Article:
Q1’24 Trend Watch: Steel, Cement, Energy, China & Europe

In Q1 of 2024, we saw more of the “new normal” in venture & growth investing – following the explosive years of financing during the pandemic, equity financing levels have essentially leveled out but have settled at average levels higher than the averages pre-pandemic.  

Some things that were unique to Q1:  


  • Significant activity in the hard-to-abate sectors, e.g., steel and cement (more on these later) – these were the industries traditionally considered most difficult to decarbonize and the technologies most risky to back financially, but they have seen consistently strong investment quarters.  
  • Despite some of the lingering doubts around transitions to hydrogen, hydrogen production technologies saw a very strong venture quarter – underpinned largely by enthusiasm over new geologic hydrogen exploration technologies.  
  • Another quarter of a “cooling” in Asia-Pacific (continued from Q1 2023) versus the very significant jump, especially in Energy & Power financing in most of 2023 – the mix shifted heavily European in Q1 with the Europe growth case mostly coming from Transportation & Logistics tech (see below).  


Cement and Concrete Headline Q1 

 The early activity in green steel and green cement and concrete is one of the headline stories of this first quarter. These traditionally hard-to-abate sectors now have enough of a slate of innovative solutions to start charting a path forward to decarbonization.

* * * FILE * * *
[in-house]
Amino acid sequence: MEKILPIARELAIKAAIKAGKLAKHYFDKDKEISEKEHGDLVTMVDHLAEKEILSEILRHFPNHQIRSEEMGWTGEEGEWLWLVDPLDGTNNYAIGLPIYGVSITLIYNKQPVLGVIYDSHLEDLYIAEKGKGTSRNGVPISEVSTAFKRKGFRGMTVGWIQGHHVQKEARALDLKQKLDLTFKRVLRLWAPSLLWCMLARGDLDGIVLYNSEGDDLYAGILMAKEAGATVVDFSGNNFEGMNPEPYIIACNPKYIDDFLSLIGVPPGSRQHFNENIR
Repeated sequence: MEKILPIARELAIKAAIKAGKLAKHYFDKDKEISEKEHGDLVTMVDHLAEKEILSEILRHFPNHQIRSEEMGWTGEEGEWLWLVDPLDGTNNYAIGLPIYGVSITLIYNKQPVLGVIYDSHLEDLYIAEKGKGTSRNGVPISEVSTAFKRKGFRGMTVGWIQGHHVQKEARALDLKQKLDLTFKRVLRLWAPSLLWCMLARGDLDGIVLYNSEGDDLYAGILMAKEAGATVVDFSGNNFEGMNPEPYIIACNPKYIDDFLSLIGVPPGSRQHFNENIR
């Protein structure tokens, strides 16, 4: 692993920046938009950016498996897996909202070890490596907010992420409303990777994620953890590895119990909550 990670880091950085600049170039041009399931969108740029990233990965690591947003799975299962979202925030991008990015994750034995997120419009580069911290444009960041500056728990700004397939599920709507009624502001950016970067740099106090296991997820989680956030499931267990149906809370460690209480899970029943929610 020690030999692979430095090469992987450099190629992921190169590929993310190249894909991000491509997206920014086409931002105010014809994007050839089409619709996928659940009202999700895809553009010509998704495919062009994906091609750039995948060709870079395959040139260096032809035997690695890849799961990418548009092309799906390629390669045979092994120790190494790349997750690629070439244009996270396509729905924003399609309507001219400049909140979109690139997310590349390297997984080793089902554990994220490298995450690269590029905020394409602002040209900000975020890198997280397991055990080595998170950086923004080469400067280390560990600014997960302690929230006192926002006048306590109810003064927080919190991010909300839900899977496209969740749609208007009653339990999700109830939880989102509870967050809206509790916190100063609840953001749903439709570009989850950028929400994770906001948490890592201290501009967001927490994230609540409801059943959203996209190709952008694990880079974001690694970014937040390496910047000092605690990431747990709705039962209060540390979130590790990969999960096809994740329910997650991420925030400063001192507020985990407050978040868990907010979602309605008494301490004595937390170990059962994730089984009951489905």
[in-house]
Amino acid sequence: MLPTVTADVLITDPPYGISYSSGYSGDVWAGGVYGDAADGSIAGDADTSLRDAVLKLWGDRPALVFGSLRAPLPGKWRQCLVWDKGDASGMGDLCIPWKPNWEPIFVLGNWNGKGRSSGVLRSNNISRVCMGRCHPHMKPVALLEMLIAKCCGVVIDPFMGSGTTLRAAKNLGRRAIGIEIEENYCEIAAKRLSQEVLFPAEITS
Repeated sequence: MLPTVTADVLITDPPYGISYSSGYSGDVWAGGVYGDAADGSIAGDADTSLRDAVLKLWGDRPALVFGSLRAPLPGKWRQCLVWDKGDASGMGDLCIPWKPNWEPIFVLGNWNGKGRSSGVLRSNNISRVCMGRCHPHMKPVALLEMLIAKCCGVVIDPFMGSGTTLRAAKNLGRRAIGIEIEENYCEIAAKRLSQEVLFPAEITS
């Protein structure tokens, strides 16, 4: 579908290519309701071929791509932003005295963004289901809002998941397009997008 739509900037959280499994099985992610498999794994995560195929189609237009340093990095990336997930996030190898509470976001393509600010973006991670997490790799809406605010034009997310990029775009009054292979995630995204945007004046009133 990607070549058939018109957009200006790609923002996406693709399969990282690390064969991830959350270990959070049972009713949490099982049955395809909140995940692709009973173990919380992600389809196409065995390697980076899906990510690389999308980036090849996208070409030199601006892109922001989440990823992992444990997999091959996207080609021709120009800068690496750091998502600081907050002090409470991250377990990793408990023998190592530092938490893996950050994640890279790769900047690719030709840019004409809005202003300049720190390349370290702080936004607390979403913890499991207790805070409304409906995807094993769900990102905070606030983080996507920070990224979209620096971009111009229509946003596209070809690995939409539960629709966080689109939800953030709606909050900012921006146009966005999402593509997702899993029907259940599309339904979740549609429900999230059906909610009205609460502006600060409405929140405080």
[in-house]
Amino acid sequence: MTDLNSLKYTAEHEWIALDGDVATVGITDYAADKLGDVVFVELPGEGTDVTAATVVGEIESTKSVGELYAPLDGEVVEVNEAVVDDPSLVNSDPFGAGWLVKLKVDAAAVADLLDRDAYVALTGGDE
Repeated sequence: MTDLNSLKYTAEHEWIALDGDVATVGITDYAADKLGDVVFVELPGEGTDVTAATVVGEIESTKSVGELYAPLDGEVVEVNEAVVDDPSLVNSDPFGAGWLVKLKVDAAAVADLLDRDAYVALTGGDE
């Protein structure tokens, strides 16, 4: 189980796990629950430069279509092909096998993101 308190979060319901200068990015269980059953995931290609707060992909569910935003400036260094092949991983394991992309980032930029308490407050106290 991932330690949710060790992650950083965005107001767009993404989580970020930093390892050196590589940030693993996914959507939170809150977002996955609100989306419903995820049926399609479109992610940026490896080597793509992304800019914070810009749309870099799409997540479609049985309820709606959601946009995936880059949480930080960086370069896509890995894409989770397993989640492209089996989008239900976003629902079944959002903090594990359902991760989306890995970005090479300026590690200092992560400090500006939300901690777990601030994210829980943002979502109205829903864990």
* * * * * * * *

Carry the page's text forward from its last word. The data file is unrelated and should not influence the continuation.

We are now at an interesting stage in which there are new green steel and cement production technologies that are entering the market (mostly through demonstration plants, but some at commercial scale) – a first “tranche” of technologies is emerging while the more nascent technologies are seeing more venture support (see diagrams below for our take on the “tranches” of green steel and green cement development):  


Some key deals in these spaces from Q1 2024:  

The Biden Administration recently announced $6B for 33 projects in hard-to-abate sectors, some innovative solutions benefitting directly include:  

  • Deeply Decarbonized Cement (up to $189M) by Brimstone 
  • First Commercial Electrochemical Cement Manufacturing (up to $86.9M) by Sublime Systems
  • Steam-Generating Heat Pumps for Cross-Sector Deep Decarbonization ($up to $145M) by Skyven 

Hydrogen Also Shows Investment

Perhaps not unexpected, per se, but certainly the hopes around potential for geologic hydrogen became more palpable this past quarter. See the chart below, where Q1 was the most significant in terms of equity financing toward hydrogen production technology – the over half a billion dollars spent consisted of investment in multiple hydrogen production pathways, but was significantly underpinned by a $245M Series B round invested in white hydrogen company Koloma days after Koloma also received a $900K grant from the U.S. Department of Energy, and less than a year off a $91M Series A round. 

The enthusiasm around geologic hydrogen (hydrogen that occurs naturally in underground reservoirs) is two-fold:  

1) It is hydrogen that is extracted and not produced through a thermal or electric process